Ha’aretz responses to the Goldstone Report – plus the Magnes Zionist
Ha’aretz carries a range of responsesto the Goldstone Report including a strongly worded editorial A committee of inquiry is needed (17 September 2009); Gideon Levy’s Disgrace in The Hague; Amira Hass’s The one thing worse than denying the Gaza report; and Aluf Benn’s In wake of Gaza probe, how can Israel go to war again?
Plus: The Magnes Zionist Israel vs Human Rights and International Humanitarian Law: “No, Israel’s battle is not against the human rights NGOs but rather against the whole concept of human rights and international law…”
There’s a name on every bullet, and there’s someone responsible for every crime. The Teflon cloak Israel has wrapped around itself since Operation Cast Lead has been ripped off, once and for all, and now the difficult questions must be faced. It has become superfluous to ask whether war crimes were committed in Gaza, because authoritative and clear-cut answers have already been given. So the follow-up question has to be addressed: Who’s to blame? If war crimes were committed in Gaza, it follows that there are war criminals at large among us. They must be held accountable and punished. This is the harsh conclusion to be drawn from the detailed United Nations report…”
Gideon Levy, Disgrace in The Hague
The Ha’aretz editorial is reproduced below.
A committee of inquiry is needed
The report by the commission headed by Judge Richard Goldstone on Operation Cast Lead in Gaza is one of the most serious indictments ever made against the government and the military in Israel. The report states that during the operation Israel committed war crimes and significant violations of international law.
The commission went so far as to accuse Israel of crimes against humanity. According to the report, the operation was intended to punish the civilian Palestinian population with the intentional use of disproportional force. As a result, they wrote, 1,400 people were killed in Gaza and thousands were left without a roof over their heads or a livelihood.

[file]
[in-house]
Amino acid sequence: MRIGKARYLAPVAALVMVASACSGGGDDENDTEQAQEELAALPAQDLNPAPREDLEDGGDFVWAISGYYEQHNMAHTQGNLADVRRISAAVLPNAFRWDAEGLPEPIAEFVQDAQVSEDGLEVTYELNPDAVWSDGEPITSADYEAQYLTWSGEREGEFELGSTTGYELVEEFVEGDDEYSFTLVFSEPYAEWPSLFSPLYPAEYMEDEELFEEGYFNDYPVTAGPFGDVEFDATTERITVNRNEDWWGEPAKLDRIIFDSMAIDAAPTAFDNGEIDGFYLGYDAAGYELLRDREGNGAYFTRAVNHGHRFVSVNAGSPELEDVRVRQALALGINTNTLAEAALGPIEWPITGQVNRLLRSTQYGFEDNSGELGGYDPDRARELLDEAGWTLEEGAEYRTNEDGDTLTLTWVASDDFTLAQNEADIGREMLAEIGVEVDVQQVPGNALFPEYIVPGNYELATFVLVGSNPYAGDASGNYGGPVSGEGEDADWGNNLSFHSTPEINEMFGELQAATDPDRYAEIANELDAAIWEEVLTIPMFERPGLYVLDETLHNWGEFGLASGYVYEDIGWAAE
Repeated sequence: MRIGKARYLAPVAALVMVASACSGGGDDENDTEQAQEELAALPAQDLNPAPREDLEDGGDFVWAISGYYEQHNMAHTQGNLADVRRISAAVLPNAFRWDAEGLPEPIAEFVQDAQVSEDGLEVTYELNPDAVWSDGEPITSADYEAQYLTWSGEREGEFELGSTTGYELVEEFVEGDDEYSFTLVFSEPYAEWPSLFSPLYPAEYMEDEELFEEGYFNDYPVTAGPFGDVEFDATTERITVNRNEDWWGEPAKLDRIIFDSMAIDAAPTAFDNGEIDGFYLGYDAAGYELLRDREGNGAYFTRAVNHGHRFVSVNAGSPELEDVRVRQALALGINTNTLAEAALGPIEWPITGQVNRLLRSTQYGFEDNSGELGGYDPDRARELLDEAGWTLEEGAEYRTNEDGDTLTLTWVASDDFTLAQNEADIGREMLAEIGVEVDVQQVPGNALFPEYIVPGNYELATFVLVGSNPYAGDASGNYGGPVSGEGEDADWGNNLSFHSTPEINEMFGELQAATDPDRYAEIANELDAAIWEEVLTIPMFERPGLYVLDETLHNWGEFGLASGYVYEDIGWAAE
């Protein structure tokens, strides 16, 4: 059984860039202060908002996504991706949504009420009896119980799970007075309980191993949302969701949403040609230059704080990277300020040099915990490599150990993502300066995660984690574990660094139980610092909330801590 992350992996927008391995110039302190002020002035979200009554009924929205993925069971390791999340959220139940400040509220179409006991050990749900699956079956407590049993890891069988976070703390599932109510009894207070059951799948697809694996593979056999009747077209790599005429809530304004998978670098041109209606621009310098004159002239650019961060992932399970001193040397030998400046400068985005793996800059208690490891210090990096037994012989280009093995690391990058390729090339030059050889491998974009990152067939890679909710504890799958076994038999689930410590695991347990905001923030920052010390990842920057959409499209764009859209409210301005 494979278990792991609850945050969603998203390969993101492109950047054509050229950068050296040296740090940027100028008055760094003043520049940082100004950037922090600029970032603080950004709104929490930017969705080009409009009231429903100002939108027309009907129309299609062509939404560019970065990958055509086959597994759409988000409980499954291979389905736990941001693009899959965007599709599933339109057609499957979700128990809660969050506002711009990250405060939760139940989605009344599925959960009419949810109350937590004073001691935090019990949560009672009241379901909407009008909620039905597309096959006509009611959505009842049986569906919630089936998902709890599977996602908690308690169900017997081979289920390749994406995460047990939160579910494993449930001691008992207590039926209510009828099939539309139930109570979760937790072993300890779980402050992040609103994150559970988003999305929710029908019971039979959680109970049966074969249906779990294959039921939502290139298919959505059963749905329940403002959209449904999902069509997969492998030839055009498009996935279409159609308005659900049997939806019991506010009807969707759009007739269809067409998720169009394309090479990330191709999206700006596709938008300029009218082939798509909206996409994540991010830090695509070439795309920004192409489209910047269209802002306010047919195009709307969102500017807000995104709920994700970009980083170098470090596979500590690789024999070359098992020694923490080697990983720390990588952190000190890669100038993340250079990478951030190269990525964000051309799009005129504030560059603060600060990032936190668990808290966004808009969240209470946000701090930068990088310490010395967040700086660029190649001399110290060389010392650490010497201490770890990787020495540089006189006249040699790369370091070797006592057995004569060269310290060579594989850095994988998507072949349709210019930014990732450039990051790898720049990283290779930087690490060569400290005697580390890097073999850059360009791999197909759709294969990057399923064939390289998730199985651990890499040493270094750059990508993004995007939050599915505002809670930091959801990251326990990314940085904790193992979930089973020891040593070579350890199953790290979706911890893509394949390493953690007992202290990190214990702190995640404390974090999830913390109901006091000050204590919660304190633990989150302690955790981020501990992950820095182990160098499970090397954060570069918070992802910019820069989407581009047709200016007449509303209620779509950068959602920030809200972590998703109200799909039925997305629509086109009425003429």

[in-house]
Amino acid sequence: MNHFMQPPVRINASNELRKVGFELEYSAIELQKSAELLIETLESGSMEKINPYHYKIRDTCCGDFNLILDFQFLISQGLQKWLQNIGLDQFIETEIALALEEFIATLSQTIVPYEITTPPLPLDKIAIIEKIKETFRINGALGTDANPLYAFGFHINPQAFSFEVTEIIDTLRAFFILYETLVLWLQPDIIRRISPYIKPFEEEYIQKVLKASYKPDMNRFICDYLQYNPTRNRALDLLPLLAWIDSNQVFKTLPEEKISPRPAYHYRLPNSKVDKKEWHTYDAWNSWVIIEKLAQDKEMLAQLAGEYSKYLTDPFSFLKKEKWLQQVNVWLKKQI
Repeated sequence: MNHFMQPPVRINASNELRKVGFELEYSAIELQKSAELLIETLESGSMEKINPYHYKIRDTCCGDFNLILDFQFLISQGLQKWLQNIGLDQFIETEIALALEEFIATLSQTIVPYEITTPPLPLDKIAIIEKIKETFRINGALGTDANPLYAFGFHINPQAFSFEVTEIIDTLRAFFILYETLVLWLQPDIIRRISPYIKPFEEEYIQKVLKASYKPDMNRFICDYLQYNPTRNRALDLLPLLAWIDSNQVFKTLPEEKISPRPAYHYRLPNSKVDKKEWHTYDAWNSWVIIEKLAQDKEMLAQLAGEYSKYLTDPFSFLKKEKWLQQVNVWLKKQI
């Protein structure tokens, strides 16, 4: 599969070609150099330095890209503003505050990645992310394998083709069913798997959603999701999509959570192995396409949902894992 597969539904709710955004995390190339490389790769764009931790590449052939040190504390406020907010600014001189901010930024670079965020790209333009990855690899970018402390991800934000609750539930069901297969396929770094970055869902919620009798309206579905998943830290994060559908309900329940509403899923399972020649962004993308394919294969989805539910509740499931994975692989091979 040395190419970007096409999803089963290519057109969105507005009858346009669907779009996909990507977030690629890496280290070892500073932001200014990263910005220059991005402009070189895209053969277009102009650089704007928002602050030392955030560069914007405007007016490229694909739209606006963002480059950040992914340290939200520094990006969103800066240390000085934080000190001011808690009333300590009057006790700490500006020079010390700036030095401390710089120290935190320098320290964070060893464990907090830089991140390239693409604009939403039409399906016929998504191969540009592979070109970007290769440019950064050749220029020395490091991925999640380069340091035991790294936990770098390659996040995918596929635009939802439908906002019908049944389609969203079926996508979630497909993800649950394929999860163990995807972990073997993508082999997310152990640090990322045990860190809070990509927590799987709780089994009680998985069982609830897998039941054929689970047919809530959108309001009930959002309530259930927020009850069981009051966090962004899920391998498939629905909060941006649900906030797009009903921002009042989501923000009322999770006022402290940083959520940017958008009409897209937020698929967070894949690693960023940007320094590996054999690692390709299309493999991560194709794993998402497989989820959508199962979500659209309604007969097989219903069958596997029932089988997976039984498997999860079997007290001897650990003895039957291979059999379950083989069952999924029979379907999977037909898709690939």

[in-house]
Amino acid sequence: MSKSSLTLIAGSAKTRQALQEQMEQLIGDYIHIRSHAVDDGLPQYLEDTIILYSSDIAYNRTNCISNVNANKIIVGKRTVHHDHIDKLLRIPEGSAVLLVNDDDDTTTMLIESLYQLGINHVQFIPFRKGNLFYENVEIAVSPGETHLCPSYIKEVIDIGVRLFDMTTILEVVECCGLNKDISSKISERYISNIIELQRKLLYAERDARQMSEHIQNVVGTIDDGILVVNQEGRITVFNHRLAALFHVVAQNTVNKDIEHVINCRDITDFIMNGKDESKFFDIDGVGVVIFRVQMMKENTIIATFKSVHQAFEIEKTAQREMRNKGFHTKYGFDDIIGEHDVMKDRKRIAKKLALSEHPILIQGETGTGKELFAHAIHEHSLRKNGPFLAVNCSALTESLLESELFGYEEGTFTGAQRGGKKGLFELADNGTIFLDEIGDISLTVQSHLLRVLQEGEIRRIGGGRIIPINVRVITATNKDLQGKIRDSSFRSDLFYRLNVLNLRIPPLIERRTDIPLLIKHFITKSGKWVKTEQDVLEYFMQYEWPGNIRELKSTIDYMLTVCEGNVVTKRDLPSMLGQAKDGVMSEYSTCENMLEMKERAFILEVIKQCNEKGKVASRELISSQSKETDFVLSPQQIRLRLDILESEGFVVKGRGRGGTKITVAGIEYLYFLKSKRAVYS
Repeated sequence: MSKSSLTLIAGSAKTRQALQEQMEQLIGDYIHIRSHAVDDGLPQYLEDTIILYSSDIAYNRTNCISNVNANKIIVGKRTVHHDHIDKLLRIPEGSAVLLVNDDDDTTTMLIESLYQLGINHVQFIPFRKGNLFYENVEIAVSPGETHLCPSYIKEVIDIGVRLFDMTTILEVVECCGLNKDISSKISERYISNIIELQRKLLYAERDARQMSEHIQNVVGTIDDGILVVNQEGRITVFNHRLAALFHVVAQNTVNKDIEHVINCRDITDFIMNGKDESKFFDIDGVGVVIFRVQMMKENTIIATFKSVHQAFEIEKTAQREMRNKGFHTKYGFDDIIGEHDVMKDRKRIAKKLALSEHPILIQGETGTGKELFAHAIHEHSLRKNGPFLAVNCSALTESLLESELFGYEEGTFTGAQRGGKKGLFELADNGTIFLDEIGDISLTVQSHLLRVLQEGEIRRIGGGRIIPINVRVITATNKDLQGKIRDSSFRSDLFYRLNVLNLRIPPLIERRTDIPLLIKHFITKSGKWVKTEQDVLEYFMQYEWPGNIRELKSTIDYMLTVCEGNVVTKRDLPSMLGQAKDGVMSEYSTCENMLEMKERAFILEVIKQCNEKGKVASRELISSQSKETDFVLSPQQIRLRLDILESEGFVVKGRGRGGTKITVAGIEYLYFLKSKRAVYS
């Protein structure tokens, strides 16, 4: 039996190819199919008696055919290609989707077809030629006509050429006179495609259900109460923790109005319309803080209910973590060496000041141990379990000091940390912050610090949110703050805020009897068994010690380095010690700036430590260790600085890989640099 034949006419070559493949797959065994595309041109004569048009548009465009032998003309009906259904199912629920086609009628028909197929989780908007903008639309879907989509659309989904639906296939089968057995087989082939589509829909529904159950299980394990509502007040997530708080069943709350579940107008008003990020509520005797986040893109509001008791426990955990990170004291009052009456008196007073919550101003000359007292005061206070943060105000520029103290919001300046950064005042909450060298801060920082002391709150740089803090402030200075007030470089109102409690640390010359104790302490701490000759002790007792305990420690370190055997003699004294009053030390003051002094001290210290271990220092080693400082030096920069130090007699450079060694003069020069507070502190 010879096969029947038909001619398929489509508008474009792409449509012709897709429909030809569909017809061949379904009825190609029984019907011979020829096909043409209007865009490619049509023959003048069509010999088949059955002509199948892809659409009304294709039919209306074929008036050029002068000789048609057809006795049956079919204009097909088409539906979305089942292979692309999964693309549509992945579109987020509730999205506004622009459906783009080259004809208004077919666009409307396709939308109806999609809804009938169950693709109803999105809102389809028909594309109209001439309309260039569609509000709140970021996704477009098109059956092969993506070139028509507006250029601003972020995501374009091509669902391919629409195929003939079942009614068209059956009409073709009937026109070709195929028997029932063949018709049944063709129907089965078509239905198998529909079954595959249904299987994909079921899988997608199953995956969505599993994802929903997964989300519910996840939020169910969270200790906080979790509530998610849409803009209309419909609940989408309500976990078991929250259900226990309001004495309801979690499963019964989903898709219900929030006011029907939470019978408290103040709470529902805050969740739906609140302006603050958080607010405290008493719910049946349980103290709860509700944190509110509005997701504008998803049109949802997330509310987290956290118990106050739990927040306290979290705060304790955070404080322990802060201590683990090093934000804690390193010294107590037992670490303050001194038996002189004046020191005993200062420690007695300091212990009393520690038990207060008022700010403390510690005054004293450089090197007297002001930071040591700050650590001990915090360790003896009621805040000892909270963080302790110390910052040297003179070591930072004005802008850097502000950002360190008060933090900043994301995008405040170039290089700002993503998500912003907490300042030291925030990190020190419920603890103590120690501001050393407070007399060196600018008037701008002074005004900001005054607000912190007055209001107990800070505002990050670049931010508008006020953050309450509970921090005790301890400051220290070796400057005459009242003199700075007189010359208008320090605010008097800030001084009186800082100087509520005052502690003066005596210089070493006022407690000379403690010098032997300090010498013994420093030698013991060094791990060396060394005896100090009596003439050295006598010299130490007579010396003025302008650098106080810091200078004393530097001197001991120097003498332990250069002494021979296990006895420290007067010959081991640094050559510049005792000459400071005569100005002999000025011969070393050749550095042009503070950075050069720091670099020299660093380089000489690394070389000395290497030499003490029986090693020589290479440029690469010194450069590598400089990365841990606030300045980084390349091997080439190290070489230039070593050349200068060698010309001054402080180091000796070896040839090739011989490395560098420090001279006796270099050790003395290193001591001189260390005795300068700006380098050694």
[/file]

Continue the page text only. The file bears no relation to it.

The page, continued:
As could be expected following the government’s decision to boycott the commission of inquiry, official Israel chose to defend itself with an all-out attack on the document and its authors. Although the report states that the operation had been preceded by the intentional firing of rockets at civilian targets in Israel – which it also describes as a war crime, and perhaps even a crime against humanity – and also notes the improper conduct on the part of Gilad Shalit’s kidnappers, the government spokesmen accused the commission of ignoring the circumstances which led to the offensive in the Gaza Strip and said they encouraged terror. The government hopes friendly countries, led by the United States, will stand by Israel in the battle to undermine the credibility of the report and will thwart the threat that it will become a legal indictment in the International Criminal Court in the Hague.
But even if the legal threat is lifted via diplomatic means, the best of those offering explanations will find it difficult to invalidate the findings of the Goldstone Commission – which analyzed dozens of incidents, interviewed 188 people and reviewed thousands of documents. Moreover, a good deal of the findings are consistent with a number of reports filed by voluntary groups, which pointed out violations of the rules of warfare and of human rights during the fighting and the prolonged siege of the Strip.
The cloud of Cast Lead will not dissipate on its own. Israel benefited from the decision to appoint a commission of inquiry following the Sabra and Chatila massacre that occurred during the first Lebanon war. Instead of a futile attempt to reject the report and undermine the legitimacy of the Goldstone Commission, the government would do better to establish a state commission of inquiry to thoroughly investigate the serious accusations that were placed this week on Israel’s doorstep. Such a step could prevent a more severe entanglement.